Linux will receive another major boost next week as several key hardware vendors step up their support for the open-source operating system at LinuxWorld in San Jose.
Hardware vendors will dominate the show, with Dell Computer Corp.'s Michael Dell delivering the opening keynote address and IBM Corp., Hewlett-Packard Co. and Sunnyvale, Calif.-based VA Linux Systems Inc. all expected to make major announcements.
While IBM and, to a lesser extent, Dell have increasingly been profiling themselves as Linux players over the past two years, HP's support has been more low-key. That's expected to change next week, as company makes a major commitment to supporting the operating system across virtually all its product lines.
HP will ship a developer release of Linux for its HP 9000 servers and demonstrate some key software tools from its proprietary HP-UX environment running on Linux.
Software Vendors' Strategies
In what many say may be one of LinuxWorld's most significant news items, VA Linux is expected to announce today a new service to preinstall applications on Linux systems.
While IBM, HP and VA Linux can use Linux to boost hardware sales, vendors without hardware businesses are experimenting with other business models in order to cash in on the success of open-source software.
"Many people have downloaded our software [for free], and we'll never even hear from them," said Jim Capp, president and CEO of Harrisburg, Pa.-based Anteil Inc., which is demonstrating its open-source customer relationship management software at the show.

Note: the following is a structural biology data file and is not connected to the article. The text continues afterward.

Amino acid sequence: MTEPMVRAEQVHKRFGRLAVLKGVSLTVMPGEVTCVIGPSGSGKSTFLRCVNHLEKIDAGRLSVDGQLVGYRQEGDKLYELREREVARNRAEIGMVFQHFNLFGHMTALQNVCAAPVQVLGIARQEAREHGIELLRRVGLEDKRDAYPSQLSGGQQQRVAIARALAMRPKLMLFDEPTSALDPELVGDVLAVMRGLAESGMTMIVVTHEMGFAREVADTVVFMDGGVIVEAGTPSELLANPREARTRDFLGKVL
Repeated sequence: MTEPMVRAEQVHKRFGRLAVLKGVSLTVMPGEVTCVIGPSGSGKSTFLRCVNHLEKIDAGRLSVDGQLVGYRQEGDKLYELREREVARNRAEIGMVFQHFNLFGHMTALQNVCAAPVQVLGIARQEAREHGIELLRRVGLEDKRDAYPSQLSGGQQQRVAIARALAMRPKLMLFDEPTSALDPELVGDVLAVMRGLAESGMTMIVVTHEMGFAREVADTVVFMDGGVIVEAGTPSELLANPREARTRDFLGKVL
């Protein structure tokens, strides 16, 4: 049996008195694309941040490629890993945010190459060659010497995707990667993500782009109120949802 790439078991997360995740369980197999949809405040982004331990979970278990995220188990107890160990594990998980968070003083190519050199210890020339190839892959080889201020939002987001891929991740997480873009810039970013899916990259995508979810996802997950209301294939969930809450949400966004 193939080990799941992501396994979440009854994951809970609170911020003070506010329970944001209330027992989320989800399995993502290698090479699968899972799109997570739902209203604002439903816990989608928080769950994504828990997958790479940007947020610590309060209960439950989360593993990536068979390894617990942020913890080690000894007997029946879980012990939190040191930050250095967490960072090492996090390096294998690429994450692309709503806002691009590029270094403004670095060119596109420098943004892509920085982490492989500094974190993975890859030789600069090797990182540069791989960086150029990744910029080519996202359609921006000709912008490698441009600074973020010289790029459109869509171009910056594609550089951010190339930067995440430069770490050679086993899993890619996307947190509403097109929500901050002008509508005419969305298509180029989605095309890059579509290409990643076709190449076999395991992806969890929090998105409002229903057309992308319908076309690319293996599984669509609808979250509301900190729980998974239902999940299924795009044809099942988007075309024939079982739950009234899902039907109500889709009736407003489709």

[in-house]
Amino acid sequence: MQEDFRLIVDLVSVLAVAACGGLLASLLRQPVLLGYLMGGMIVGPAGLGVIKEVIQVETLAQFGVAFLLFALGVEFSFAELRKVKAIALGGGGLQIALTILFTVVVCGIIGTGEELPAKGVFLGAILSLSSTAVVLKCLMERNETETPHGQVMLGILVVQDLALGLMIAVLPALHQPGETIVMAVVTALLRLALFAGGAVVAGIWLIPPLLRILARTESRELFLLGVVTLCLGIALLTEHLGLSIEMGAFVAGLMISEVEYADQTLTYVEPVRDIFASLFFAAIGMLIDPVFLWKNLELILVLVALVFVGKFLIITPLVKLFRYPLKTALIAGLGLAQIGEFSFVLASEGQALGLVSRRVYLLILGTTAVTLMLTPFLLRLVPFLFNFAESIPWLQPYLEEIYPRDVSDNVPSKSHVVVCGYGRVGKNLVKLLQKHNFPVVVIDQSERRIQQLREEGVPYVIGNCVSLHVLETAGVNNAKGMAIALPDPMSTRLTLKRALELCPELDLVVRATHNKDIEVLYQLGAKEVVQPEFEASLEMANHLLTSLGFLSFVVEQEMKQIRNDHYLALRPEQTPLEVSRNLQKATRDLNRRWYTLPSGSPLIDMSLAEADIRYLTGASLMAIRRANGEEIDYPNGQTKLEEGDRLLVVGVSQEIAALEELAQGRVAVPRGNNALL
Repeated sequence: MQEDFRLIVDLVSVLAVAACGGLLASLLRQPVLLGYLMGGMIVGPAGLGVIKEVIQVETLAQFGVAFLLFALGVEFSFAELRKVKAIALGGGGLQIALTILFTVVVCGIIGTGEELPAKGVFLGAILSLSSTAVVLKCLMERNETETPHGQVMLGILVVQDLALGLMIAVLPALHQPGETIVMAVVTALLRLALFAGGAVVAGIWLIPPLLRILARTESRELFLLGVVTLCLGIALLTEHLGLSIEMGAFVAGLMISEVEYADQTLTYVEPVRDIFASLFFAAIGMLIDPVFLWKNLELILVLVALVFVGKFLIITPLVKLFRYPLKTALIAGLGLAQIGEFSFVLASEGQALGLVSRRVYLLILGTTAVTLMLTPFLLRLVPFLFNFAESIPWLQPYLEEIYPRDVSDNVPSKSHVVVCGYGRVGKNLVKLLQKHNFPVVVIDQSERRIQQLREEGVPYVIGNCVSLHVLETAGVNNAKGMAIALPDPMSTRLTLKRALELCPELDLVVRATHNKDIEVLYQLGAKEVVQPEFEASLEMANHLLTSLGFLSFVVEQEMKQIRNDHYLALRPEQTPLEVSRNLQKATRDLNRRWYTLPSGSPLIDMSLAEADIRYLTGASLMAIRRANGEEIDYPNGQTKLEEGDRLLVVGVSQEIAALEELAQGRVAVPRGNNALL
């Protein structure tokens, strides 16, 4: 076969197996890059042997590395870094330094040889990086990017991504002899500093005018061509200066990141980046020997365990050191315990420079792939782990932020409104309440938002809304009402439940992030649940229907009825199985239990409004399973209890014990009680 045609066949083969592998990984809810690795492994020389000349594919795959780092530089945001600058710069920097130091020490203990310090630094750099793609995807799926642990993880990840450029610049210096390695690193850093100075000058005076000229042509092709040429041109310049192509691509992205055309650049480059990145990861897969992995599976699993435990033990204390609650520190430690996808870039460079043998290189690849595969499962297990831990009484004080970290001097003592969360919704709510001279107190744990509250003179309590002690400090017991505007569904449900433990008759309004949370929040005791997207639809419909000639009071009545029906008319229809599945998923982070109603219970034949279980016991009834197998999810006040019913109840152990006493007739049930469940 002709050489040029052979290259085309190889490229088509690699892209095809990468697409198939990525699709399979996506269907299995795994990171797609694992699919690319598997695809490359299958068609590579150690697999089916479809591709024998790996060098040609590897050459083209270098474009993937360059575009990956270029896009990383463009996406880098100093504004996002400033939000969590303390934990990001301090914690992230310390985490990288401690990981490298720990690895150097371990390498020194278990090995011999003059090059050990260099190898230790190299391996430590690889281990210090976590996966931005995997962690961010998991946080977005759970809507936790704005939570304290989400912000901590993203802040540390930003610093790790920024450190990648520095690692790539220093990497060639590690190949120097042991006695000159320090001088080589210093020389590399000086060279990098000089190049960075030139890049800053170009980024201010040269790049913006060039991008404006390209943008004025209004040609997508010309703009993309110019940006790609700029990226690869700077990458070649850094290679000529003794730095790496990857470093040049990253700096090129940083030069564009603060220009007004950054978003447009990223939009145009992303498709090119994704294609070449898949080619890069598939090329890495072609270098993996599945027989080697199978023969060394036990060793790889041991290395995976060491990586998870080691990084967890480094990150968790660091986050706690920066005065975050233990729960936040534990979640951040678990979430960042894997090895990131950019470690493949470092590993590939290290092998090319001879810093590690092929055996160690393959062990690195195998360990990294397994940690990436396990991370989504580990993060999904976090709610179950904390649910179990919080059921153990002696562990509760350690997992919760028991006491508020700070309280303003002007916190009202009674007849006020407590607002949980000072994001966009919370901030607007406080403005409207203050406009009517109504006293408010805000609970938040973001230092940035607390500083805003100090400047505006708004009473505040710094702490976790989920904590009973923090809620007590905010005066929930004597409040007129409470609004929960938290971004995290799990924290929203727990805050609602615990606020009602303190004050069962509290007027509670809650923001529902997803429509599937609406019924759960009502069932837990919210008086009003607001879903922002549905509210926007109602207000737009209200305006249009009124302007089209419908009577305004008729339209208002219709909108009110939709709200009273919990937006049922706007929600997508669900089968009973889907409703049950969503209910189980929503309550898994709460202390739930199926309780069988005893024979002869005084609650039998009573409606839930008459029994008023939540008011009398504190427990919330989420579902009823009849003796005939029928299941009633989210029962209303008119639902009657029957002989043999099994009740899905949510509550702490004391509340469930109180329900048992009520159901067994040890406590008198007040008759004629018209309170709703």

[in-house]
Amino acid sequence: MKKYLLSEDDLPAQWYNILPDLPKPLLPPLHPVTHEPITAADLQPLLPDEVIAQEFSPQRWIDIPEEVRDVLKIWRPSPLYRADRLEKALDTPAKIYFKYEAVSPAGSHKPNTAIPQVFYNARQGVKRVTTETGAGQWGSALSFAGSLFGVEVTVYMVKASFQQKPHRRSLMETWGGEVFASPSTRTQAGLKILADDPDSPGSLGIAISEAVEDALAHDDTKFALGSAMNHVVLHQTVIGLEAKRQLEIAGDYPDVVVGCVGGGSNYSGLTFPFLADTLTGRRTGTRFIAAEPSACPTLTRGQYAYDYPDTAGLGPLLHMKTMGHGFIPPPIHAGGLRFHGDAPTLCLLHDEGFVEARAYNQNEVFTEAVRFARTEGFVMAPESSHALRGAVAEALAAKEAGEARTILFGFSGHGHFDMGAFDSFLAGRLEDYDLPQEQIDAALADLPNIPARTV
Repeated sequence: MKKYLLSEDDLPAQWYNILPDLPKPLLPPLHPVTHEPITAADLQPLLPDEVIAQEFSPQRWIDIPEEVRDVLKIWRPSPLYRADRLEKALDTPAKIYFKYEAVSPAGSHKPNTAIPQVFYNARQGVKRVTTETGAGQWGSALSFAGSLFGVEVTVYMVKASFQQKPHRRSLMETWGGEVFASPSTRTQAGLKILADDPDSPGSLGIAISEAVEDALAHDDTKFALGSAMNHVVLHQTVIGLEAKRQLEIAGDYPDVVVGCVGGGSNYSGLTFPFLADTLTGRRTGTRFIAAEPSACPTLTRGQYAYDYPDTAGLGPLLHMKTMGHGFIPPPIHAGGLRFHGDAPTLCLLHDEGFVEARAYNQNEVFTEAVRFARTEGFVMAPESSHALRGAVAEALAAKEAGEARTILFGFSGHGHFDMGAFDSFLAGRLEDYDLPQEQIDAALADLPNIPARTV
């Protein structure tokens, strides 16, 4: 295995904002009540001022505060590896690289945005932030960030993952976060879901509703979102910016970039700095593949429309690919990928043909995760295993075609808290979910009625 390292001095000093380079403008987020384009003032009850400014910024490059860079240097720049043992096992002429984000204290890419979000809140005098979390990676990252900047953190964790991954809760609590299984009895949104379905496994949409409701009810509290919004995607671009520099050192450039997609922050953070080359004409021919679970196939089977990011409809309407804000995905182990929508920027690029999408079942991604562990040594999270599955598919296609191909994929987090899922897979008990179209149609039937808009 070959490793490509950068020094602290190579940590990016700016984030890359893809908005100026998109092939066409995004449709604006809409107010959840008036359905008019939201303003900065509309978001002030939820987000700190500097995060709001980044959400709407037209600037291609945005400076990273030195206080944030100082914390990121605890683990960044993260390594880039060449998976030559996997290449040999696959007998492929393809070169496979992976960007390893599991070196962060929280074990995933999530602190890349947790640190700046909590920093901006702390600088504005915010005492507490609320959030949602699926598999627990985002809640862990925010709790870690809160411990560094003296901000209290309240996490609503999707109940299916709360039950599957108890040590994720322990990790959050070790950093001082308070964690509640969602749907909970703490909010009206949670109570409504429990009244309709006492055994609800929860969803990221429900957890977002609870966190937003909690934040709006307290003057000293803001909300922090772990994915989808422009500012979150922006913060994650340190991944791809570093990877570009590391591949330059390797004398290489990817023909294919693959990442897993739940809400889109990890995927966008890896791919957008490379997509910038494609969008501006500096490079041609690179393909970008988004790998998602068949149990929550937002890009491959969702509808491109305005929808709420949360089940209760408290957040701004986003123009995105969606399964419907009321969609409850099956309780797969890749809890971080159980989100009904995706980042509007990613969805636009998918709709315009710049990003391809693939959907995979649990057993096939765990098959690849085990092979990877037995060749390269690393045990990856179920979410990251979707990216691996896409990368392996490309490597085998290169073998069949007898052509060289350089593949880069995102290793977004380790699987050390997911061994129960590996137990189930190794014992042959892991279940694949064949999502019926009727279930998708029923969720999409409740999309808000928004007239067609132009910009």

Like San Mateo, Calif.-based OpenSales Inc., which is showcasing its open-source e-commerce server, Anteil plans to give away software to boost its user base and then make money selling customization and systems integration services.
The show may see the re-emergence of the open-source operating system as a credible contender for the desktop. Palo Alto, Calif.-based Eazel Inc. will demonstrate its new desktop environment and online system update service for Linux.
In addition, Sun Microsystems Inc. will showcase StarOffice, its productivity suite for Linux, Windows and Unix.
"The combination of Eazel, StarOffice and some other tools would make laptops running Linux really attractive," said Bill Claybrook, an analyst at Aberdeen Group Inc. in Boston.